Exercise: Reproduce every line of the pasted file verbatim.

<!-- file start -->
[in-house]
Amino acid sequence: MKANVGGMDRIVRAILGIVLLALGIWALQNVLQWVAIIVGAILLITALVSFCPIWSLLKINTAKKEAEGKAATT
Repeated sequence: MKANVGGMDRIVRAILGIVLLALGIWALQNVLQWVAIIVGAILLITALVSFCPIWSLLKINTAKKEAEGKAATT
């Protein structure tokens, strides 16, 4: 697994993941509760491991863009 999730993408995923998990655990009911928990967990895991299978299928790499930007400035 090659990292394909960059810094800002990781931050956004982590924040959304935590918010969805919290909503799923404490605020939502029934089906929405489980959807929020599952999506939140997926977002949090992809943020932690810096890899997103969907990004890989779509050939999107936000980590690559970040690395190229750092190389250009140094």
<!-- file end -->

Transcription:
[in-house]
Amino acid sequence: MKANVGGMDRIVRAILGIVLLALGIWALQNVLQWVAIIVGAILLITALVSFCPIWSLLKINTAKKEAEGKAATT
Repeated sequence: MKANVGGMDRIVRAILGIVLLALGIWALQNVLQWVAIIVGAILLITALVSFCPIWSLLKINTAKKEAEGKAATT
């Protein structure tokens, strides 16, 4: 697994993941509760491991863009 999730993408995923998990655990009911928990967990895991299978299928790499930007400035 090659990292394909960059810094800002990781931050956004982590924040959304935590918010969805919290909503799923404490605020939502029934089906929405489980959807929020599952999506939140997926977002949090992809943020932690810096890899997103969907990004890989779509050939999107936000980590690559970040690395190229750092190389250009140094």